Pigment Cell & Melanoma Research 03/2013; 26(4). DOI:10.1111/pcmr.12096 · 5.64 Impact Factor
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    ABSTRACT: Human melanocytic nevi (moles) are benign lesions harboring activated oncogenes, including BRAF. Although this oncogene initially acts mitogenically, eventually, oncogene-induced senescence (OIS) ensues. Nevi can infrequently progress to melanomas, but the mechanistic relationship with OIS is unclear. We show here that PTEN depletion abrogates BRAF(V600E)-induced senescence in human fibroblasts and melanocytes. Correspondingly, in established murine BRAF(V600E)-driven nevi, acute shRNA-mediated depletion of PTEN prompted tumor progression. Furthermore, genetic analysis of laser-guided microdissected human contiguous nevus-melanoma specimens recurrently revealed identical mutations in BRAF or NRAS in adjacent benign and malignant melanocytes. The PI3K pathway was often activated through either decreased PTEN or increased AKT3 expression in melanomas relative to their adjacent nevi. Pharmacologic PI3K inhibition in melanoma cells suppressed proliferation and induced the senescence-associated tumor suppressor p15(INK4B). This treatment also eliminated subpopulations resistant to targeted BRAF(V600E) inhibition. Our findings suggest that a significant proportion of melanomas arise from nevi. Furthermore, these results demonstrate that PI3K pathway activation serves as a rate-limiting event in this setting, acting at least in part by abrogating OIS. The reactivation of senescence features and elimination of cells refractory to BRAF(V600E) inhibition by PI3K inhibition warrants further investigation into the therapeutic potential of simultaneously targeting these pathways in melanoma.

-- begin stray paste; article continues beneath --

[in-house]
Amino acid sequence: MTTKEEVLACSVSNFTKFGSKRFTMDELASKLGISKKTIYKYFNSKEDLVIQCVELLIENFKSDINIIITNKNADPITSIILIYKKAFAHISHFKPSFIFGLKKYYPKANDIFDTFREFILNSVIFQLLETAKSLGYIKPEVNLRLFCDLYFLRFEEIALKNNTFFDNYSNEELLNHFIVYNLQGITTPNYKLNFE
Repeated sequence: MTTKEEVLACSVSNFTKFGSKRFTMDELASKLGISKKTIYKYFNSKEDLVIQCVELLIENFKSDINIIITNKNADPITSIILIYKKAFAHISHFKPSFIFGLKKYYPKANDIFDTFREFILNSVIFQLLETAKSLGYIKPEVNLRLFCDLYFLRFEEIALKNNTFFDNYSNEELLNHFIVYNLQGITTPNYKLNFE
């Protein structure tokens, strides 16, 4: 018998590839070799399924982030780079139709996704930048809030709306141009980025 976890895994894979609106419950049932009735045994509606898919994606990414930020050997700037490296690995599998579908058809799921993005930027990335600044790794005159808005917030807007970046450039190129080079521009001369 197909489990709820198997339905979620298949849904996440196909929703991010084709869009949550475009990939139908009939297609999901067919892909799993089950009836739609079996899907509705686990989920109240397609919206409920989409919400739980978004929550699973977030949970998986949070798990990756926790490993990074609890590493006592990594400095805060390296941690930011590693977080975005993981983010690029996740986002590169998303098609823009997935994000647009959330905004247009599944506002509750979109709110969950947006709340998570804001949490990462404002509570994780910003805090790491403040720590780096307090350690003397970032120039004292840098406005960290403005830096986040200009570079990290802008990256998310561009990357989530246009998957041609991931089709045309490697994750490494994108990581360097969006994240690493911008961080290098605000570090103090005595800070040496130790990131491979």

Genes & development 05/2012; 26(10):1055-69. DOI:10.1101/gad.187252.112 · 12.64 Impact Factor

Publication Stats

6k Citations
943.13 Total Impact Points

Institutions

  • 1997–2015
    • Netherlands Cancer Institute
      • • Division of Molecular Genetics
      • • Center for Biomedical Genetics
      • • Division of Molecular Carcinogenesis
      Amsterdamo, North Holland, Netherlands
    • Harvard University
      Cambridge, Massachusetts, United States
  • 2002
    • Whitehead Institute for Biomedical Research
      Cambridge, Massachusetts, United States
  • 1992–1995
    • Leiden University
      • Molecular Cell Biology Group
      Leyden, South Holland, Netherlands